A core goal of positive education is to help students anticipate, initiate, experience, prolong, and build positive emotional experiences. It is believed that helping young people to live lives abundant in positive emotions such as joy, gratitude, hope, pride, love, awe, and inspiration is a worthy goal in itself. In addition, recent research has found that experiencing positive emotions has benefits for mental and physical health, social relationships, and academic outcomes (Lyubomirsky, King, & Diener, 2005).
However, when applying the model of positive education, it is important to encourage individuals to cultivate and enhance positive emotions without avoiding, suppressing, or denying negative reactions or emotions. An overarching objective is to help students understand that all emotions are normal, valid, and important parts of life.
As positive emotions are fleeting in nature, the key is not to grasp positive states too tightly, but to increase the frequency of positive emotions throughout daily life (Fredrickson, 2009).
One particular strategy that has been researched and explored as a successful strategy in increasing the frequency of positive emotions is gratitude.
There are several reasons why gratitude may effectively enhance positive emotions and wellbeing:
Gratitude is believed to encourage the savouring of positive experiences, thereby maximising the satisfaction that is derived from the (Froh, Kashdan, Ozimkowski, & Miller, 2009).
Gratitude may direct attention to positive experiences and combat the negativity bias.
Individuals with a grateful disposition have been found to be less focused on materialistic pursuits and more satisfied with what they already have than less grateful people (Froh, Emmons, Card, Bono, & Wilson, 2011; Polak & McCullough, 2006).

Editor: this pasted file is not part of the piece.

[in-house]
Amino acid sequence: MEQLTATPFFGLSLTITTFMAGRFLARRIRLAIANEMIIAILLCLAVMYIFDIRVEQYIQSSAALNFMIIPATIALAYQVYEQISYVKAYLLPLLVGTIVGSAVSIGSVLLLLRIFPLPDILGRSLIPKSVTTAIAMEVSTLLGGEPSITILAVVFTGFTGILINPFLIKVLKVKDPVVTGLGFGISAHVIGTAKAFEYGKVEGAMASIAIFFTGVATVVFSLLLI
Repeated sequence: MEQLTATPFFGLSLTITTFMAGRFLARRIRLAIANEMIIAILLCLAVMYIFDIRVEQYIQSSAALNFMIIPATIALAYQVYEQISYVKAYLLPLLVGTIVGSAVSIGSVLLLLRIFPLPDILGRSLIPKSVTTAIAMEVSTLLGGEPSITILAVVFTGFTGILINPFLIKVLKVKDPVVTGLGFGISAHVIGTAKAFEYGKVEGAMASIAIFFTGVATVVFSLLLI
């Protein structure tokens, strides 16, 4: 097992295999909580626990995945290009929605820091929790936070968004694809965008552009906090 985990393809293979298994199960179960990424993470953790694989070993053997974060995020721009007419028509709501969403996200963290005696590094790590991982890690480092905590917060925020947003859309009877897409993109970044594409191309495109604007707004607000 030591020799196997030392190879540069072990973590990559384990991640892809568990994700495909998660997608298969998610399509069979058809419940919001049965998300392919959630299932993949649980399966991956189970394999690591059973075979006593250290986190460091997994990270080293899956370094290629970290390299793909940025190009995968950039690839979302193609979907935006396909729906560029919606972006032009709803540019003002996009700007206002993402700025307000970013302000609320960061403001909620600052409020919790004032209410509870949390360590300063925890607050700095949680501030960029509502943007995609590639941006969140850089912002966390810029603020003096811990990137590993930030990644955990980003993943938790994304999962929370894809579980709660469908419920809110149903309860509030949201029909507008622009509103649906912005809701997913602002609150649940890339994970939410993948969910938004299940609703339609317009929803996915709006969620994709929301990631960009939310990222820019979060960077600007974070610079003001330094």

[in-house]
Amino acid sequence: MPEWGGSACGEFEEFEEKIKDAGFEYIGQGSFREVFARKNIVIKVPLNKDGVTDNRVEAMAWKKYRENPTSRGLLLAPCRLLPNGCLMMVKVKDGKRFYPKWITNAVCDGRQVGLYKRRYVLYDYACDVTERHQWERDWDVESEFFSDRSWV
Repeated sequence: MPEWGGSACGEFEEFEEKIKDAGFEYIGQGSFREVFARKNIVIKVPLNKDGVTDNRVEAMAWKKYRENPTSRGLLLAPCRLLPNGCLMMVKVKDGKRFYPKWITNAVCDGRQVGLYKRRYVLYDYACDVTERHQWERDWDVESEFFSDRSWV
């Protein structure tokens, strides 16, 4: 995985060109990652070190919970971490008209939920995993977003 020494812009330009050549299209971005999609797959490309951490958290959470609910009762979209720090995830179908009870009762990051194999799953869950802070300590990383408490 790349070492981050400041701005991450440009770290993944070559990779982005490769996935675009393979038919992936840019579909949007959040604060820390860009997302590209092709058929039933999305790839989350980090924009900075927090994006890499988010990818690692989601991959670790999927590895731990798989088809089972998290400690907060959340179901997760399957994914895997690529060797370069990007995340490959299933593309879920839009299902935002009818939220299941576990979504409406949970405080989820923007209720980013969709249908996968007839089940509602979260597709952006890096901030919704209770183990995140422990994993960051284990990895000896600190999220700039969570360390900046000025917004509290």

Furthermore, gratitude has been found to play an important role in relationship formation, development, and enhancement (Algoe, Haidt, & Gable, 2008).
Try keeping a ‘Gratitude Journal’ for 14 days. Each day write down three things that you are thankful for. (This activity may also be called ‘Three Good Things, or ‘What Went Well.’)
Write a heartfelt letter to someone to whom you feel really grateful. Be specific about what you are thankful for. Visit this person if possible and read your letter to them face to face. If this is not possible read it over the phone, or send it to them.
Examples of ‘Three Good Things’ from our classrooms
Harry - Class 1J
When I got up this morning my brother cuddled me.
I liked playing with my friends at playtime and lunchtime.
After school I got to play soccer with my friends.
Nahuel - Class 1J
I played chasey and I caught the girls.
I got a raffle ticket at playtime.
I played on the play equipment after school.
"Happiness consists more in small conveniences or pleasures that occur everyday, than in great pieces of good fortune that happen but seldom." Benjamin Franklin
Lee Jellis Wellbeing Co-ordinator